A "Pit" what???
A Pit Greenhouse utilizes nature’s resources to provide a warm, stable, well lit environment for year round vegetable production. Locating the growing area 6’- 8’ underground and capturing and storing daytime solar radiation are the most important principles in building a successful pit greenhouse.
A greenhouse can be built by digging a hole in the ground and covering it with glass. This takes advantage of the heat stored in the earth during the cold season (warmth in winter, cooling in summer). At the depth of a couple of meters, there is very little seasonal variation in temperature. The earth around the greenhouse structure has large thermal mass.
One of the main principles involves embedding the greenhouse in the earth to take advantage of the earth's constant temperature, to store the solar energy collected during the day.
The solar gain comes through a light-permeable material such as plastic, Visqueen, polycarbinate. The angle of the panels is designed to be 90-degrees to the Winter Soltace sun (Dec. 21 / June 21, depending on hemisphere). The upper portion of the walls are insulated down past the frost line.
~ Taken from Benson Agriculture and Food Institute Publication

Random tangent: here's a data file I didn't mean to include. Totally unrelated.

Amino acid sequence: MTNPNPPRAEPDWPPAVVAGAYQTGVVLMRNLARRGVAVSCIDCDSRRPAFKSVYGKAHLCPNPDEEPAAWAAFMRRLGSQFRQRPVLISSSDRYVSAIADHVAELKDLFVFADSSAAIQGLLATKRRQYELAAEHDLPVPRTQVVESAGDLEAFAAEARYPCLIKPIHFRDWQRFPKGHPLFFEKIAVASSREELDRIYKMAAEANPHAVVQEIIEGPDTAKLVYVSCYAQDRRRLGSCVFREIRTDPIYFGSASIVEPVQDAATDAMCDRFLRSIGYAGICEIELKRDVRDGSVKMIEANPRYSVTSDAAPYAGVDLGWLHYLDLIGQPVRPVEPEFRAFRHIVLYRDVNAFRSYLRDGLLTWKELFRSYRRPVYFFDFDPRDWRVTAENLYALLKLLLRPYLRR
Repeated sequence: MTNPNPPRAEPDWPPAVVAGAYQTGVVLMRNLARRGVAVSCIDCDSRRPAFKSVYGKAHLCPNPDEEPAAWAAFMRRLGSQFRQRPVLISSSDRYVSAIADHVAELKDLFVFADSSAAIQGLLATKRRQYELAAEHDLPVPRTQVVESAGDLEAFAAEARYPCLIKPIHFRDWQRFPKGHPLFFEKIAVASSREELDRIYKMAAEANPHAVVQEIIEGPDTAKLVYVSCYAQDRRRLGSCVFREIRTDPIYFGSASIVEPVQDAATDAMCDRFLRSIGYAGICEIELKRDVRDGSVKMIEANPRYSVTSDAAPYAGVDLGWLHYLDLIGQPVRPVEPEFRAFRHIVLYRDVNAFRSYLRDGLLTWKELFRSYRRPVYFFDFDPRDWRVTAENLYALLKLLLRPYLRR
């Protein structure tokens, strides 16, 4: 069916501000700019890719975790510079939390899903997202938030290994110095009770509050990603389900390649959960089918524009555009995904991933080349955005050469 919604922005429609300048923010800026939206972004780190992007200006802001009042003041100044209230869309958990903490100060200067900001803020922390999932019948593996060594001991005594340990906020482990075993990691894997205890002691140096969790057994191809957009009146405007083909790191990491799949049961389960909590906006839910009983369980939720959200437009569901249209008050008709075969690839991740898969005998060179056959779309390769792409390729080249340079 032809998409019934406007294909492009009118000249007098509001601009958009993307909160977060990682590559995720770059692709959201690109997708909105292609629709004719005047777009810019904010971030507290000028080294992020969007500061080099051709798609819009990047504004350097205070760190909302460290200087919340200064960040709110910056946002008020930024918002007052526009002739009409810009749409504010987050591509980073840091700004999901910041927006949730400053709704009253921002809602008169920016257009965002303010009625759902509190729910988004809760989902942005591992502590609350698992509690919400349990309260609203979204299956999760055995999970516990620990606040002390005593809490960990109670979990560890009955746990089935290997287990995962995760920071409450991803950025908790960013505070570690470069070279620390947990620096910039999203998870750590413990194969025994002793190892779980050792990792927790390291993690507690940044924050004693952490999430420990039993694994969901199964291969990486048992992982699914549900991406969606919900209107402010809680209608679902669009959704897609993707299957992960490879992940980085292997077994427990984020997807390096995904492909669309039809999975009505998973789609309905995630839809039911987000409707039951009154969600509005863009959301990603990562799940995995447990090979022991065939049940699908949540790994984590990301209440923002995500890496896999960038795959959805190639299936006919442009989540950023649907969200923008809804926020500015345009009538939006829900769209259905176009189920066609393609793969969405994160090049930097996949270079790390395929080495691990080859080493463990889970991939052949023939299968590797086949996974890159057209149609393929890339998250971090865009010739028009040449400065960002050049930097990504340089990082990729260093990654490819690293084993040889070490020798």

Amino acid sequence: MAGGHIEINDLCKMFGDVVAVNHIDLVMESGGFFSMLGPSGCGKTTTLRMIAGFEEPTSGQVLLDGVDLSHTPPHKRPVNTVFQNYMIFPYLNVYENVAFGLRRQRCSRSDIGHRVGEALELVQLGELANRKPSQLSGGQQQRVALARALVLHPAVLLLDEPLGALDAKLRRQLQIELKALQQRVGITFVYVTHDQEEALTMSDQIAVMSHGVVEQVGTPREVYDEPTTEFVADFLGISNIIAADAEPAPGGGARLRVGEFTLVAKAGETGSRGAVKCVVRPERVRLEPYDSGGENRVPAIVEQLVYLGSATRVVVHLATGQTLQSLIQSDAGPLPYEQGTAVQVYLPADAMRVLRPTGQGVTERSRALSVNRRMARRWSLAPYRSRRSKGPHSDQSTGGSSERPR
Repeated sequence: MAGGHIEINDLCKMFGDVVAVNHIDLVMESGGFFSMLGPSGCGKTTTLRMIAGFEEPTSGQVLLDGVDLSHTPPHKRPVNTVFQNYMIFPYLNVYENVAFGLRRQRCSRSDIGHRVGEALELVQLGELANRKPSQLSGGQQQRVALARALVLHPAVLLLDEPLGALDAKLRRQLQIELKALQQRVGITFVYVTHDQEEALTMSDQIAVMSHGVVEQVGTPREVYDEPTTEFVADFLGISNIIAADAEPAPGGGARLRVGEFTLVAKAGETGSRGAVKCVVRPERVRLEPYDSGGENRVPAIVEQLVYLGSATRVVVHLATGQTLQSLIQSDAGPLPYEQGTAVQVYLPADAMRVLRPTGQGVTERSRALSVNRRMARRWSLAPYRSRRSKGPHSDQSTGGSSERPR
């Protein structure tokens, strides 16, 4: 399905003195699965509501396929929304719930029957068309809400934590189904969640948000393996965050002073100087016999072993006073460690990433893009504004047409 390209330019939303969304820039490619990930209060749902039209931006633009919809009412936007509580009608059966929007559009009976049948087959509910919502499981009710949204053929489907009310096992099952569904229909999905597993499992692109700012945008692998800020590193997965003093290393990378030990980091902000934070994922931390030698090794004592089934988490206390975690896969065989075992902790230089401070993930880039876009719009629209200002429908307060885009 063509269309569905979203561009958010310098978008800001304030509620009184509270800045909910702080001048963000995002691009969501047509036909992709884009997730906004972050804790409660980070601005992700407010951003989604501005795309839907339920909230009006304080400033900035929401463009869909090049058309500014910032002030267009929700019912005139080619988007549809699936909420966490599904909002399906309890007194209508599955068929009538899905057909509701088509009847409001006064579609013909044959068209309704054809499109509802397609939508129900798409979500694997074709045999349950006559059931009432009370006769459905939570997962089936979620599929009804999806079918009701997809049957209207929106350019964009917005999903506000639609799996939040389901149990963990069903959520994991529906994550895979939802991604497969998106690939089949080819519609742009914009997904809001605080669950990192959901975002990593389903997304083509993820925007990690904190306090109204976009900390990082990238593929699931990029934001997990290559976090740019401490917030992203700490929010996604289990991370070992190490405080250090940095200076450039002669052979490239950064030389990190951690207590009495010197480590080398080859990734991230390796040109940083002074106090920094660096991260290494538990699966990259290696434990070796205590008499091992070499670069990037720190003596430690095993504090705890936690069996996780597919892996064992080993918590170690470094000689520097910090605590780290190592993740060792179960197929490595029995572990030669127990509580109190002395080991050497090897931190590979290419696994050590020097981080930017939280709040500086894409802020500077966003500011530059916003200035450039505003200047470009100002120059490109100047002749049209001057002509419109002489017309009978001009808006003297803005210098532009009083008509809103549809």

This is our "completed" structure
A Pit Greenhouse ... sometimes called a Walipini, underground greenhouse, subterranean greenhouse, solar or passive solar greenhouse ...
After a great deal of research, the GesundheitsVerein decided that this would be our best option for year round operation.. We had the property and an existing house where we would attach the "pit". The area faced south for the best sun penetration and the water table was several meters down so no worry about flooding. The soil is extremely gravelly and has excellent drainage ... and as we found out during construction of the greenhouse it was a lot like concrete ... lol!
The solar "pit" greenhouse is completed, although we will always be tweaking it ... this earth friendly structure will allow us to grow crops using experimental means like vertical and container gardening all year long in the cold climate of Austria.
We began the middle of September 2013 and as anyone who has undertaken a project of any magnitude, you will know that it is taking longer than expected! Constructed by the members and working many long hours we finally were able to say that the first week of January 2014 we were "closed in"! Of course, there was still more to do ... that only means that we were protected from the outside elements ...
Follow along and watch as we complete this incredible project ... we began sprouting seedlings in January 2014 and during the early spring our plants growth began to explode!